SPORTS

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November 3, 2006

UAA serves volleyball hardest battle yet

Taking on the UAA for the final time this season, women’s volleyball will need some strong play from its middle hitters to end the season on a high note.

After nine regular season showdowns with nationally-ranked opponents, the Maroons (4–26) will be no strangers to the level of competition served up on Carnegie Mellon’s courts in Pittsburgh this weekend. The squad begins pool play early today against 13th-ranked Emory (23–9). After squaring off with the Eagles, Chicago moves on to 19th-ranked NYU (29–4) before taking the court against Brandeis (17–14) to end the day’s action.

“It’s a hard playing situation. For any team in the country, no one plays three matches in one day,” head coach Dorinda von Tersch said. “The biggest concern with any team, with your big hitters, you have to manage how many swings they’re taking in a day. The other issue is recovery.”

Along with the daunting task posed by some of the nation’s toughest teams, the South Siders will be hit with an overwhelming fatigue factor as they cram five matches into two days. These long days of volleyball could cause particular problems for a Chicago squad that has had trouble maintaining mental focus to pin down opponents, something that has cost them in decisive games all year. Continuing to make unforced errors, the surrender-free points will only wear down the starters and hinder the valuable recuperation time between matches.

“We’re asking our core players—our core starters—to potentially play six and a half, seven hours of volleyball in one day. Then they have to turn around and do it again another five hours the next day,” von Tersch said. “There’s no other sport that asks an athlete to perform at that level.”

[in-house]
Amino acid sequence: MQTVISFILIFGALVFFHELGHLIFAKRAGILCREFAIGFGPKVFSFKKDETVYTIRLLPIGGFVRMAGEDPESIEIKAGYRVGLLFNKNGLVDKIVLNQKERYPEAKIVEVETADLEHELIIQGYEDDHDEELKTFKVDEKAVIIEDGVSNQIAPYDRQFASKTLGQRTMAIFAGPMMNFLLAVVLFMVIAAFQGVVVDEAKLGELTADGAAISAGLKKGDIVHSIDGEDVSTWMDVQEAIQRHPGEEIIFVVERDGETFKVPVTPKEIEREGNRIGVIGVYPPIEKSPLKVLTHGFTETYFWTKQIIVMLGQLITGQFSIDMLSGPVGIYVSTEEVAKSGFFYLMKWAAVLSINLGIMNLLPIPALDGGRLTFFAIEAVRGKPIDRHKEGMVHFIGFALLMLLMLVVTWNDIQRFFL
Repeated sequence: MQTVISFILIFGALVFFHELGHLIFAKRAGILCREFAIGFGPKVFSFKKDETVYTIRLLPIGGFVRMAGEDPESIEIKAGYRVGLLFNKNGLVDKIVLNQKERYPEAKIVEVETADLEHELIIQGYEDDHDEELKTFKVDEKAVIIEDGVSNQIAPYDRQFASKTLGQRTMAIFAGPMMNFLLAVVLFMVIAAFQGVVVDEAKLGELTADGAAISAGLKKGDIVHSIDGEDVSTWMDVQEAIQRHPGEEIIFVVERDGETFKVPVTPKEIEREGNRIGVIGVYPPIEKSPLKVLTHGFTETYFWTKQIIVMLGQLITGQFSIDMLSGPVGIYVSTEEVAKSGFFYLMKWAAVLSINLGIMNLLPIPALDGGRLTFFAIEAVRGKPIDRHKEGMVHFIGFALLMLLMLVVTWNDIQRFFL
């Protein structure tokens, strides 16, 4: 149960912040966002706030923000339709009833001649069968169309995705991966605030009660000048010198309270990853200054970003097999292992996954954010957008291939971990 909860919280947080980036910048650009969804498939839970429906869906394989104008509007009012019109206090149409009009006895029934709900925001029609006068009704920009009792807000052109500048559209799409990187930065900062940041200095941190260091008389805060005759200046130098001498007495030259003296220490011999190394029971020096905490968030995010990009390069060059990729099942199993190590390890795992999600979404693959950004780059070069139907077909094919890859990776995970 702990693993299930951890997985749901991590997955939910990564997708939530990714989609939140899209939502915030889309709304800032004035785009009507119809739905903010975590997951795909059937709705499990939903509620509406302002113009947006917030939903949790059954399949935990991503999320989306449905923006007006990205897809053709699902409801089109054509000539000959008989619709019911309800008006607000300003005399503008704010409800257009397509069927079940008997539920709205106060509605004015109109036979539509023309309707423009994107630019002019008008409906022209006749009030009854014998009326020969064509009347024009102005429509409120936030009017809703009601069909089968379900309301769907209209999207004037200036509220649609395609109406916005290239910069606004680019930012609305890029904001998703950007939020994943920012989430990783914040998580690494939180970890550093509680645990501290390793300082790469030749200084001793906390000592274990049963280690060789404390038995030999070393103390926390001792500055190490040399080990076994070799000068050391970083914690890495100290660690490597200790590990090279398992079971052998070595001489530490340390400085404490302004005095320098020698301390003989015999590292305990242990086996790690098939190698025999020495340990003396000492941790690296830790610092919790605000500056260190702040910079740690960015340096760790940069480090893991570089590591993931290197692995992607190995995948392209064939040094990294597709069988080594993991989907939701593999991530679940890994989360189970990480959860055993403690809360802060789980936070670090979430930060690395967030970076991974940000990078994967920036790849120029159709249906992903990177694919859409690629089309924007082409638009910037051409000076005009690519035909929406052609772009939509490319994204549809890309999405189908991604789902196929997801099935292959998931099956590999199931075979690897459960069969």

This stamina test on the courts puts everyone at the same disadvantage as coaches juggle lineups and push players into new positions to try to preserve arms and give their core players some much needed rest. For the Maroons, this will mean keeping the outside hitters, first-year Diandra Bucciarelli and second-years Katie Volzer and Katie Given, off the backcourt rotation to keep their swings strong up at the net. It also puts the pressure on the middle hitters to step up their game a notch and pick up some of the slack with quality minutes.

“The middle hitters are key. They need to be on, and we could score a lot of points,” von Tersch said. “Traditionally, we will have the outside hitters play all the way around, but going in this weekend, I’m going to have to pull them out of the backcourt and play more defensive players to give those hitters more resting time.”

The intensity and expectations to produce may be raised this weekend for Chicago’s middle hitters, first-year Anika Heavener and third-years Erin O’Neill and Koryn Kendall, but they are certainly capable of accepting the challenge. Kendall packs a punch to the scoreboard with 2.13 kills per game, good for second most on the team behind Bucciarelli’s 2.21, while O’Neill racks up points with the third-highest serving aces per game at 0.24. Although rookie Heavener has been in the thick of things all year, she is still not fully recovered from an injured leg that could hold her back slightly.

More important than the statistics the squad has posted down the stretch, however, is the cranked-up aggression it has shown in practices this past week. The Maroons have everything to play for in Pittsburgh with the league championship closing out the year, and even though powerhouses second-ranked Wash U (28–1) and Emory will most likely battle it out for the title, the rest of the final standings are far from decided at this point.

“The middle of the conference is just so up in the air. When you get to that middle part of the conference, it’s anyone’s game,” von Tersch said. “This is a weekend where the teams that show up mentally are the teams that are going to win it. This is the first year in many when it’s really very vulnerable.”